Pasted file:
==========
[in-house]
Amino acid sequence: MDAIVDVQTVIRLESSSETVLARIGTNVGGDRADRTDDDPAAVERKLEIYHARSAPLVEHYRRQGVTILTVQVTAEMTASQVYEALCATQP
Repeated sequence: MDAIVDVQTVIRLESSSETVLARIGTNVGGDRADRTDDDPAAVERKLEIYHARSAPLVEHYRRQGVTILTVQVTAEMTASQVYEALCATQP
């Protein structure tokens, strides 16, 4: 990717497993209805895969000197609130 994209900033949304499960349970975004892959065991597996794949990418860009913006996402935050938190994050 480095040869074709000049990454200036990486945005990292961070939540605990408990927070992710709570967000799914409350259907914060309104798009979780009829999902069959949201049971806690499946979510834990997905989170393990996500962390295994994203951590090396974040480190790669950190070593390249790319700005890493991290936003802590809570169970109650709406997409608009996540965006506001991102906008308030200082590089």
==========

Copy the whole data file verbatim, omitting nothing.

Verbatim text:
[in-house]
Amino acid sequence: MDAIVDVQTVIRLESSSETVLARIGTNVGGDRADRTDDDPAAVERKLEIYHARSAPLVEHYRRQGVTILTVQVTAEMTASQVYEALCATQP
Repeated sequence: MDAIVDVQTVIRLESSSETVLARIGTNVGGDRADRTDDDPAAVERKLEIYHARSAPLVEHYRRQGVTILTVQVTAEMTASQVYEALCATQP
């Protein structure tokens, strides 16, 4: 990717497993209805895969000197609130 994209900033949304499960349970975004892959065991597996794949990418860009913006996402935050938190994050 480095040869074709000049990454200036990486945005990292961070939540605990408990927070992710709570967000799914409350259907914060309104798009979780009829999902069959949201049971806690499946979510834990997905989170393990996500962390295994994203951590090396974040480190790669950190070593390249790319700005890493991290936003802590809570169970109650709406997409608009996540965006506001991102906008308030200082590089």